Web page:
• Trapiche Emerald  –   Emerald with black impurities in the form of a six-rayed star.

Zambian Emerald  –  Emerald from the African country of Zambia. Zambian Emeralds can have very good color and transparency.


Emerald gemstones Treatments and Enhancements:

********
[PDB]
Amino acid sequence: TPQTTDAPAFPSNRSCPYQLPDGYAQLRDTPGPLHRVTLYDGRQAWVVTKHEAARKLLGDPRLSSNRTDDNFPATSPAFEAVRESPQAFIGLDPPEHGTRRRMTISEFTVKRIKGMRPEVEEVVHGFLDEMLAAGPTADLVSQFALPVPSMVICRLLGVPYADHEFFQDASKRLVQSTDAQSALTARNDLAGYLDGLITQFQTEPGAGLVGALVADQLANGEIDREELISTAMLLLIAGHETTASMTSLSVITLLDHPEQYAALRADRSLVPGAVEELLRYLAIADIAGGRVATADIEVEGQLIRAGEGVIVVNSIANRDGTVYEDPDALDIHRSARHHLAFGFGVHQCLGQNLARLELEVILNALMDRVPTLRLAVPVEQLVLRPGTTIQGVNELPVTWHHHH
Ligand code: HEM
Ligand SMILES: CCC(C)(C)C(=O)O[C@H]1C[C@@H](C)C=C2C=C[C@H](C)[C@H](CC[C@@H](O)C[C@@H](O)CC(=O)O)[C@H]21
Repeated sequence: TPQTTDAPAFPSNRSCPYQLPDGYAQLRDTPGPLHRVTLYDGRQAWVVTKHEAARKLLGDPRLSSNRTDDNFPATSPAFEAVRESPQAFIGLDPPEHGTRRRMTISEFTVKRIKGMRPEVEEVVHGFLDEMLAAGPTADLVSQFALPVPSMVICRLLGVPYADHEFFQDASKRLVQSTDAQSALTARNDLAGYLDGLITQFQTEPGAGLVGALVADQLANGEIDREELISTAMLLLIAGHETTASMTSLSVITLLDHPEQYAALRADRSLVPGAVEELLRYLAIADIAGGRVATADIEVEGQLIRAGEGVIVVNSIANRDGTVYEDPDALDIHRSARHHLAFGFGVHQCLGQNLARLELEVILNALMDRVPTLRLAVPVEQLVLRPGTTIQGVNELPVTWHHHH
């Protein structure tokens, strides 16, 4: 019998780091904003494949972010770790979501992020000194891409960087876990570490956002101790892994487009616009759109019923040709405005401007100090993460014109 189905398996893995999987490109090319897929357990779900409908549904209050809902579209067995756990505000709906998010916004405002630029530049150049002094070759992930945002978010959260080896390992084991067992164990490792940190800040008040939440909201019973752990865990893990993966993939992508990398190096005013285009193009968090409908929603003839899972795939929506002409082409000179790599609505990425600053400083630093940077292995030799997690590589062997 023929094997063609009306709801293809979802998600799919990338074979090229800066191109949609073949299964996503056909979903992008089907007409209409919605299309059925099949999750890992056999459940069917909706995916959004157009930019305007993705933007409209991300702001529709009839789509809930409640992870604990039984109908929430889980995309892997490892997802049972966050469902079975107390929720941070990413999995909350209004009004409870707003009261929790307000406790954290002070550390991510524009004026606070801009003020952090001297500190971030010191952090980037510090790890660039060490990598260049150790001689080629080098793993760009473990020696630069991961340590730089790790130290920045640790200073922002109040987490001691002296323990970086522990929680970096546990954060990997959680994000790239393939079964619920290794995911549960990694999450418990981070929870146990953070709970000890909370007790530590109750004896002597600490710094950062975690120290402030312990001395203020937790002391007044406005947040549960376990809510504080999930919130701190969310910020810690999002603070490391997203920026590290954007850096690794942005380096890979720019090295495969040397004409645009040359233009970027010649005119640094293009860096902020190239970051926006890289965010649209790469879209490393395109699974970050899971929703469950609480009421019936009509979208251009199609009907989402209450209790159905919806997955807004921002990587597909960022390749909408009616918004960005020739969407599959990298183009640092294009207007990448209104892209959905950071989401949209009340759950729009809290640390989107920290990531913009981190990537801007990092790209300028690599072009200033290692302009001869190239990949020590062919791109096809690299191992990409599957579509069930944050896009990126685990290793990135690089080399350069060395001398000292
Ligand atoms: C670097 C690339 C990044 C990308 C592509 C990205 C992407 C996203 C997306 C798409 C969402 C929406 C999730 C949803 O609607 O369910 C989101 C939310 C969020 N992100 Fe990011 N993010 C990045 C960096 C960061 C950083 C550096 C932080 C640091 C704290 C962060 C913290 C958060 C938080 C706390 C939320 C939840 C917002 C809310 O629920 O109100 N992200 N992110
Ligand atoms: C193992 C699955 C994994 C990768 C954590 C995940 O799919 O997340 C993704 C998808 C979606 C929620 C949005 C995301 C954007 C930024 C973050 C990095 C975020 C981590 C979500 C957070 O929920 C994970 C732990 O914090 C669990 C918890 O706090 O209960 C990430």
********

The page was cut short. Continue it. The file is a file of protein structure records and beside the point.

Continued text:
Emerald flaws are very often concealed by treating a stone with oil or synthetic lubricants. This is a common practice in the gemstone industry. The fracture-filling materials contain very similar refractive indices to the Emerald, optically hiding the underlying flaw. Oiling is preformed by heating the Emeralds in a cylinder containing the oil, which allows it to penetrate through the heat. Though the oiling procedure is most frequently performed with cedar oil, newer, more effective fracture-filling techniques are being practiced, including irradiation. One should always inquire aboutoiling and fracture filling when purchasing an Emerald, as these techniques will affect the price of a gemstone. Generally, unless otherwise specified, it can be assumed that an Emerald has been oiled or otherwise fracture-filled. Standard oiling procedures are also not permanent, and the oiling may slowly wear off naturally, though frequent cleaning can hasten this process.